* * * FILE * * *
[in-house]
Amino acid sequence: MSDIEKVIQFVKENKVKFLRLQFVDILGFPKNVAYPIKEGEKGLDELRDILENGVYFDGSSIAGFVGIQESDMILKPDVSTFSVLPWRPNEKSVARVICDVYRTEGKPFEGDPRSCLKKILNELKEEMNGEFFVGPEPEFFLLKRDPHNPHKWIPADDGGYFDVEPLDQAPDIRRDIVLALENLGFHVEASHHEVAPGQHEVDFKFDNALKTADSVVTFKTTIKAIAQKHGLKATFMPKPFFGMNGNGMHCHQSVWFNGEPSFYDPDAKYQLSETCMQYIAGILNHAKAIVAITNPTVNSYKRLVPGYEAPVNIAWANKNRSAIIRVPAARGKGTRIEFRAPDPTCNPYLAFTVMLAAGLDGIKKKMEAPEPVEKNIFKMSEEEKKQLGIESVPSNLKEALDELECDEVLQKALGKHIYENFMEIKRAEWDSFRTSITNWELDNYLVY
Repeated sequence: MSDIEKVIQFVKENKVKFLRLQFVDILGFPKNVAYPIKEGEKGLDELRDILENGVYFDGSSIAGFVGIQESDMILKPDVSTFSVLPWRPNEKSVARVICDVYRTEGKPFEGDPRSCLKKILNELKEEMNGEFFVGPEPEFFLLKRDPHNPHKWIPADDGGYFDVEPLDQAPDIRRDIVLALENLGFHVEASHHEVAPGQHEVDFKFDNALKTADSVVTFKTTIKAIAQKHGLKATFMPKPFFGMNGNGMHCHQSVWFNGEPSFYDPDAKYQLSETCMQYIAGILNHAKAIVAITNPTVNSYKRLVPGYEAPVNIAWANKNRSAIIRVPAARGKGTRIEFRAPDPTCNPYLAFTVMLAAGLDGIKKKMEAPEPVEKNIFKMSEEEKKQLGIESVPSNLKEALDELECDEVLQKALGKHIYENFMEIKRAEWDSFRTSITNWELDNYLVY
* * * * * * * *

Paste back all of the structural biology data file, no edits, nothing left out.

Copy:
[in-house]
Amino acid sequence: MSDIEKVIQFVKENKVKFLRLQFVDILGFPKNVAYPIKEGEKGLDELRDILENGVYFDGSSIAGFVGIQESDMILKPDVSTFSVLPWRPNEKSVARVICDVYRTEGKPFEGDPRSCLKKILNELKEEMNGEFFVGPEPEFFLLKRDPHNPHKWIPADDGGYFDVEPLDQAPDIRRDIVLALENLGFHVEASHHEVAPGQHEVDFKFDNALKTADSVVTFKTTIKAIAQKHGLKATFMPKPFFGMNGNGMHCHQSVWFNGEPSFYDPDAKYQLSETCMQYIAGILNHAKAIVAITNPTVNSYKRLVPGYEAPVNIAWANKNRSAIIRVPAARGKGTRIEFRAPDPTCNPYLAFTVMLAAGLDGIKKKMEAPEPVEKNIFKMSEEEKKQLGIESVPSNLKEALDELECDEVLQKALGKHIYENFMEIKRAEWDSFRTSITNWELDNYLVY
Repeated sequence: MSDIEKVIQFVKENKVKFLRLQFVDILGFPKNVAYPIKEGEKGLDELRDILENGVYFDGSSIAGFVGIQESDMILKPDVSTFSVLPWRPNEKSVARVICDVYRTEGKPFEGDPRSCLKKILNELKEEMNGEFFVGPEPEFFLLKRDPHNPHKWIPADDGGYFDVEPLDQAPDIRRDIVLALENLGFHVEASHHEVAPGQHEVDFKFDNALKTADSVVTFKTTIKAIAQKHGLKATFMPKPFFGMNGNGMHCHQSVWFNGEPSFYDPDAKYQLSETCMQYIAGILNHAKAIVAITNPTVNSYKRLVPGYEAPVNIAWANKNRSAIIRVPAARGKGTRIEFRAPDPTCNPYLAFTVMLAAGLDGIKKKMEAPEPVEKNIFKMSEEEKKQLGIESVPSNLKEALDELECDEVLQKALGKHIYENFMEIKRAEWDSFRTSITNWELDNYLVY